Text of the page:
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Laurie Gelman

Michael Gelman

Before turning to writing, Laurie Gelman spent 25 years working in broadcasting in Canada and the United States, including a stint with Good Morning America. Her debut novel, Class Mom, a satire about kindergarten politics, was just published by Henry Holt and Co. Born and raised in Canada, she currently lives in New York.

Why did you write your new book?

Like so many others, I had always wanted to write a book. It is a daunting task, but I knew I had a story in me. I just wasn't sure what that story was. I wrote a children's book that was inspired by my daughter's anxiety issues. It was called Two Weeks 'Til My Birthday and it was about a little girl who gets way too excited about her birthday and can't settle down. I thought it was a work of genius but, sadly, 37 publishing companies felt otherwise! As my agent, Paul Fedorko, was giving me the bad news over lunch, I started telling him about my trials and tribulations volunteering at my daughters' school. I had him laughing so hard at all the crazy parents I was dealing with that he suggested I write it all down. I don't think it would have ever occurred to me to do that, but I did and the result is Class Mom. I would say the book became a kind of post-traumatic stress therapy session after spending five years volunteering at my daughters' school. I had such a wealth of material rolling around in my head and once that can of worms opened up, it was very cathartic to write it all down.

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What's the best advice you've ever received?

My dear friend and great Canadian director, Ron Oliver, told me that if I ever wanted to get my book finished, I needed to treat writing less like a hobby and more like a daily appointment I absolutely can't miss. And so I did. And he was right. I have always wondered who those people were, sitting in Starbucks at one in the afternoon on their computers, until I actually became one of them. Starbucks was my writing room for two years and I even give them a shoutout in the book. But a noisy café doesn't work for everyone. I was able to block out the chatter because I worked in a newsroom for so many years. Some people need a quiet place to write. To them, I suggest the library. And for goodness sake, don't log on to the WiFi!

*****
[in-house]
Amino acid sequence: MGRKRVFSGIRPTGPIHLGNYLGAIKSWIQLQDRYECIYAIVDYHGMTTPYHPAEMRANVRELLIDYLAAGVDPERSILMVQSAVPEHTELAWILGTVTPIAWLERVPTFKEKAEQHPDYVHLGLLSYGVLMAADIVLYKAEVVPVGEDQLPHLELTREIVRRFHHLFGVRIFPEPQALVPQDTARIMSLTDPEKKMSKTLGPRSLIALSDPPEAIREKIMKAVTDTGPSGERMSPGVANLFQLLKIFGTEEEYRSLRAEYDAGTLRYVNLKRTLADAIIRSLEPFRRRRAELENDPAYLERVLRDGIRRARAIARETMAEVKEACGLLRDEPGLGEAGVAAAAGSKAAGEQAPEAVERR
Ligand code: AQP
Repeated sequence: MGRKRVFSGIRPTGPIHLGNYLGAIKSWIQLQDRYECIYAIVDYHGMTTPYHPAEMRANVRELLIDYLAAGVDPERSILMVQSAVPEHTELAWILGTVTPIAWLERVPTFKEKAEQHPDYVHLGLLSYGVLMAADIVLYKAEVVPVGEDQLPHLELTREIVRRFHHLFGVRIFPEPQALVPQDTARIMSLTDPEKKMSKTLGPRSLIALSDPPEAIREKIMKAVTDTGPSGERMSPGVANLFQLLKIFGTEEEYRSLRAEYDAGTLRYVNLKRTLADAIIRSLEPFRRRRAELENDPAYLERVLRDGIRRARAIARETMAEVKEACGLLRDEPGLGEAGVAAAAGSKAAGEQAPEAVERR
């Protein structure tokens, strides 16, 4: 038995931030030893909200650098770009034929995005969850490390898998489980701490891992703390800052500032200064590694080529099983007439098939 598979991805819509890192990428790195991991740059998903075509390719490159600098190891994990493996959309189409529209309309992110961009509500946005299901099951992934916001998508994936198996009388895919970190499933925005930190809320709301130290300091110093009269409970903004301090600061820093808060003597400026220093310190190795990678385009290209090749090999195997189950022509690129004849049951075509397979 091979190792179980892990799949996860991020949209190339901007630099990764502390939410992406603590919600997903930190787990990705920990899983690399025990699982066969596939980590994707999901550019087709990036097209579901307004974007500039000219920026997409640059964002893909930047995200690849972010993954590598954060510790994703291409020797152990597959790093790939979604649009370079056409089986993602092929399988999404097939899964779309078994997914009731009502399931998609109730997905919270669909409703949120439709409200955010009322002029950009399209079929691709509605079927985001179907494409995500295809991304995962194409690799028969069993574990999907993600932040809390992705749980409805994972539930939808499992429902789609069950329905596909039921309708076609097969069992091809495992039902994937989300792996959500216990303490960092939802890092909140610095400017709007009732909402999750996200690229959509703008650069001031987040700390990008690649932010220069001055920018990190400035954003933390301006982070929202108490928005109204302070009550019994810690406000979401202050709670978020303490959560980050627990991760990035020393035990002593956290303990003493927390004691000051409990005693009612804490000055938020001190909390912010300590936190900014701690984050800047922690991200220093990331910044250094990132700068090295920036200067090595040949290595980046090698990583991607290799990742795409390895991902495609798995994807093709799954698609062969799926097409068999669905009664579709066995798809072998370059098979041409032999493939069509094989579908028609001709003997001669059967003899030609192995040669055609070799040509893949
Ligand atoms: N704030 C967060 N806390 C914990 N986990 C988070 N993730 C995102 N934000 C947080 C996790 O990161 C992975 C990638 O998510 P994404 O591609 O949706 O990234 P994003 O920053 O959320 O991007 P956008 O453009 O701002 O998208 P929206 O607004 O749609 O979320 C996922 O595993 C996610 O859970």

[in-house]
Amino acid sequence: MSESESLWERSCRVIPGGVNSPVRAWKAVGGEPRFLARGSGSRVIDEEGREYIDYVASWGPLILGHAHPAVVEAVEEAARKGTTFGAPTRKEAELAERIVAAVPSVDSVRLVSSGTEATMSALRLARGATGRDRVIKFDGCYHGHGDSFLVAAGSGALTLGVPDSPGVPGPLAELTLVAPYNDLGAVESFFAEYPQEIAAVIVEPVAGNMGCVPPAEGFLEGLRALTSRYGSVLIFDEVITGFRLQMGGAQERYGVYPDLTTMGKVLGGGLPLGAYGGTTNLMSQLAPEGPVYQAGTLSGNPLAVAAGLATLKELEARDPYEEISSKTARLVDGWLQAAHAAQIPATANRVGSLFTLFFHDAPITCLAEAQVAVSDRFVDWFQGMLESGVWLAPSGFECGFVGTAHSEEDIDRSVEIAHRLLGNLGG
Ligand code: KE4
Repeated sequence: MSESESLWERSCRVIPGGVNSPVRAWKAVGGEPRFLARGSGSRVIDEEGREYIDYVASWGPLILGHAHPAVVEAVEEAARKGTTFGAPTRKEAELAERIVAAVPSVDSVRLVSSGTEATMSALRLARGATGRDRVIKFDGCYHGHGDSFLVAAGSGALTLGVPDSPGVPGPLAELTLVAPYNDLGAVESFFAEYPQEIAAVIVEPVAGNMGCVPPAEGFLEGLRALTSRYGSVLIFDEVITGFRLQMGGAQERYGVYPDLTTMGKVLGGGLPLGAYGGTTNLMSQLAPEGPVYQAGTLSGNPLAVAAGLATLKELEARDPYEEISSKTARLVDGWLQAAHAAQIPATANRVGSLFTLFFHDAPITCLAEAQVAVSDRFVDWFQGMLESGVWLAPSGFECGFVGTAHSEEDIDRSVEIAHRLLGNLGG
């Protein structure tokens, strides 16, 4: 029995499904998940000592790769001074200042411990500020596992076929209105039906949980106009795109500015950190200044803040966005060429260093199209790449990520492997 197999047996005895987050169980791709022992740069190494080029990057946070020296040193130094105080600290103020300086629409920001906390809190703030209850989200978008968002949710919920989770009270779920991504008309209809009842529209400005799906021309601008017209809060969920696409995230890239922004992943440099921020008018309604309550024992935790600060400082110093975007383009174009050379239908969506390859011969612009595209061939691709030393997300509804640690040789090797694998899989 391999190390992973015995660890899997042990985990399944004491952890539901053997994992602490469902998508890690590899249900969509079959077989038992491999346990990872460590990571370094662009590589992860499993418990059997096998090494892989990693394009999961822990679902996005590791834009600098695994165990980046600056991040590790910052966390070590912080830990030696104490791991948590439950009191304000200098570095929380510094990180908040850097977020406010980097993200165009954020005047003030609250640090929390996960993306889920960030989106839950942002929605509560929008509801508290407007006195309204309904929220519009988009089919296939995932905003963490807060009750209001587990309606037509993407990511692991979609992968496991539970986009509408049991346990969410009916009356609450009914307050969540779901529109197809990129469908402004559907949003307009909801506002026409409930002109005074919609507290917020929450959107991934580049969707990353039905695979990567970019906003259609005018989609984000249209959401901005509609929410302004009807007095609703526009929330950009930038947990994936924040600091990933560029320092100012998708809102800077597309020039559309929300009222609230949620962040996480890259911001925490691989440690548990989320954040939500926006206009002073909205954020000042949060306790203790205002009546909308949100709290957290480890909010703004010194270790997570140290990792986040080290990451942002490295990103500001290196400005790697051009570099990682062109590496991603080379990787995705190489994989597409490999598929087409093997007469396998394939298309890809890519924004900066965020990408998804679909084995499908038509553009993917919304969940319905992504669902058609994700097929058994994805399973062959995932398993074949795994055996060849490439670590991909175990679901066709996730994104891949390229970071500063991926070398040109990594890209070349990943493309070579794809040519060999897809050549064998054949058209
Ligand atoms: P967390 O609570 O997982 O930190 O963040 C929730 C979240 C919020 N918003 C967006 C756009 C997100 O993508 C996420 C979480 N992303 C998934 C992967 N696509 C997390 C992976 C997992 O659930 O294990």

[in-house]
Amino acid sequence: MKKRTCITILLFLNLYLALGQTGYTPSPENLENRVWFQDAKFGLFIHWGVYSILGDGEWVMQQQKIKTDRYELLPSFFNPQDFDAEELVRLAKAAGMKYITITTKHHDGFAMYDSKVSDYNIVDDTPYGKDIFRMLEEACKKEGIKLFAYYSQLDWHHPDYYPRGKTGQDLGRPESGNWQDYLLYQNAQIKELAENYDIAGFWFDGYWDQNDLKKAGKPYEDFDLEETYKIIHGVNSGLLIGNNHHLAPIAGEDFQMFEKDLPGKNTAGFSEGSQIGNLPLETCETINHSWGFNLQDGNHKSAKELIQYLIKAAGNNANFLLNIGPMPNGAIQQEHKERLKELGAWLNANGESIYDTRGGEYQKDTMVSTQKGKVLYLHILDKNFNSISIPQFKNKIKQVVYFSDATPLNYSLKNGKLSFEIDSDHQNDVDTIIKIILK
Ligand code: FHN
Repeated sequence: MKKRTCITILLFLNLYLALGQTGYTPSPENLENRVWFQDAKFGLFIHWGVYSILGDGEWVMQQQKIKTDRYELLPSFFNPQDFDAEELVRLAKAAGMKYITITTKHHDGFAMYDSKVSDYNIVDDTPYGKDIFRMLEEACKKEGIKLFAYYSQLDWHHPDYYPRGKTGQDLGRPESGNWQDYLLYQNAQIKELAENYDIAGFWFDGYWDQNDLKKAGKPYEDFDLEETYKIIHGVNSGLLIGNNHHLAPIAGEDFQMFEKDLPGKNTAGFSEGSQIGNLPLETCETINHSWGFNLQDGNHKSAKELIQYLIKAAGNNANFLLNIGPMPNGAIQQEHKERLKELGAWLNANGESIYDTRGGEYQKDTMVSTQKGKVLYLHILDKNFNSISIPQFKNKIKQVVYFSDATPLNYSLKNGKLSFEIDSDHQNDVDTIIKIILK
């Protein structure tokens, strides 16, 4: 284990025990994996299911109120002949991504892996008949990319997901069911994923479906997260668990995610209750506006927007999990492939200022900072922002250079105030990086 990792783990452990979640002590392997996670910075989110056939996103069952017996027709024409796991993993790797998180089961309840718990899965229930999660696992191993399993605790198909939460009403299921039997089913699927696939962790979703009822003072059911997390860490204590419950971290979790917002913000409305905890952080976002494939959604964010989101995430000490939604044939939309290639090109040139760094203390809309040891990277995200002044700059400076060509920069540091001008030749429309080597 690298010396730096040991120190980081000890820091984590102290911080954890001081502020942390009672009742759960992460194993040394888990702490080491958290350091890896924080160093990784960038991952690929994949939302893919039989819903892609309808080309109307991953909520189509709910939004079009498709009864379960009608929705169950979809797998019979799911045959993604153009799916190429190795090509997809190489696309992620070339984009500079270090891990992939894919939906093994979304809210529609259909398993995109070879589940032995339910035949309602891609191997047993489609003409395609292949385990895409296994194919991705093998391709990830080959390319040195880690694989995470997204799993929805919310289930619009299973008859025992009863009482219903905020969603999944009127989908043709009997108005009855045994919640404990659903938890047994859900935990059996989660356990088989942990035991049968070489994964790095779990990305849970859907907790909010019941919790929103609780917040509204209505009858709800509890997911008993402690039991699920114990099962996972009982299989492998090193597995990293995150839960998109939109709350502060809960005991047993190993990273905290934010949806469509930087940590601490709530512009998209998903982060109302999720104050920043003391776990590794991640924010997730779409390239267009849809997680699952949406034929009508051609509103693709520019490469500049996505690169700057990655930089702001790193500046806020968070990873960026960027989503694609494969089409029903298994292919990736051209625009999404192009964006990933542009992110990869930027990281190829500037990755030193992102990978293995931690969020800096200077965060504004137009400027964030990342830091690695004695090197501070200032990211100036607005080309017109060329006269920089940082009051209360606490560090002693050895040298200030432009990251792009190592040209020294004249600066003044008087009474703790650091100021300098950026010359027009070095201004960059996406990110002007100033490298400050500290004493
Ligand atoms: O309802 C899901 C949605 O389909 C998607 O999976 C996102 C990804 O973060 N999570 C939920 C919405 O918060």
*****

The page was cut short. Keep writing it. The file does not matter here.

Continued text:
Would you rather have the ability to be invisible or time-travel?

My grandmother always said that eavesdroppers never hear good of themselves so I think I'll stick with time travel – maybe go back to my 20s and fix some of those mistakes I made in the romance department.

What's your favourite word to use in a sentence?

I like to slip amalgamate into a sentence if I can. There are so many synonyms for it that I rarely see the actual word used. Sadly, I didn't have a chance to use it in Class Mom – there was no perfect place for it. Maybe in the sequel!

Which book do you think is underappreciated?

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The Bible. I'm kidding. There is a book called The House On The Strand by Daphne du Maurier and I could be wrong, but I have never felt it got the due it deserves. I'm not a huge fan of time travel, but she weaves a story of past blending into present that is ridiculously compelling. Her narration is vivid and a pleasure to read. It's something to aspire to as a writer.

Which books have you reread most in your life?

The Anne of Green Gables series by L.M. Montgomery. I find something new to love and appreciate every time I do. As a child, I found Anne's plights and scrapes so worrisome, but as an adult I laugh out loud at her overdramatization of everything. In a world where everything is electronic and immediate, it's always a pleasure to go back to the time of taffy pulls and one-room schoolhouses. I have tried to get my daughters to read it, but I'm sad to say they have not caught the Avonlea bug yet. In the meantime, I will continue to devour Lucy Maud's prose like comfort food.

What's the best death scene in literature?

Without a doubt, Sydney Carton's death in Dickens's A Tale Of Two Cities is one of the best death scenes in literature. Selfless and surprising. 'It is a far, far better thing that I do, than I have ever done; it is a far, far better rest I go to than I have ever known.' Sigh … perfection.

What's more important: the beginning of a book or the end?

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The end is more important to me than the beginning. I can suffer through a slow start to a book, but an unsatisfactory ending just leaves me feeling like I wasted my time. I can still remember the first time I felt completely satisfied reading the end of a book. It was The Outsiders by S.E. Hinton. I was only 13, but the pure perfection of the author starting and ending the book with the same sentence gave me goosebumps.

Funding for school libraries in Canada is woefully inadequate and children at high-needs elementary schools are paying the price. Read Between the Lines, a documentary produced by the Indigo Love of Reading Foundation, captures the importance of early literacy and the challenges we face in Canada by underfunding school libraries.
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